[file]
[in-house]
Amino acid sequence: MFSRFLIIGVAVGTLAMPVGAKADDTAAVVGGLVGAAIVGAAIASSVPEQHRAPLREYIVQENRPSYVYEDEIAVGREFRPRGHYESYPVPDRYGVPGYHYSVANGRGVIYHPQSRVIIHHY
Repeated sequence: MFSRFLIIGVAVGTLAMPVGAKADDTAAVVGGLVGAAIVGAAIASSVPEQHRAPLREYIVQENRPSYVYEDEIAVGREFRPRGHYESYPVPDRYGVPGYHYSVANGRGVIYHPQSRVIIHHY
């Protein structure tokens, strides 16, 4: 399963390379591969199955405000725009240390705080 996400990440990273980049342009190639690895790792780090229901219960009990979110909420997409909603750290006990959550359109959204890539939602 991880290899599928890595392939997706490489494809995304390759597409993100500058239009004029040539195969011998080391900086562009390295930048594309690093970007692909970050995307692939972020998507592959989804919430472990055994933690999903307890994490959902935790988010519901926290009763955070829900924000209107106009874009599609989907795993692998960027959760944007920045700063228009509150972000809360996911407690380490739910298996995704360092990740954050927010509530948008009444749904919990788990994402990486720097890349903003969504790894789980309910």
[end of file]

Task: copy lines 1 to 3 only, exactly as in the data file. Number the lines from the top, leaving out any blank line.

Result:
[in-house]
Amino acid sequence: MFSRFLIIGVAVGTLAMPVGAKADDTAAVVGGLVGAAIVGAAIASSVPEQHRAPLREYIVQENRPSYVYEDEIAVGREFRPRGHYESYPVPDRYGVPGYHYSVANGRGVIYHPQSRVIIHHY
Repeated sequence: MFSRFLIIGVAVGTLAMPVGAKADDTAAVVGGLVGAAIVGAAIASSVPEQHRAPLREYIVQENRPSYVYEDEIAVGREFRPRGHYESYPVPDRYGVPGYHYSVANGRGVIYHPQSRVIIHHY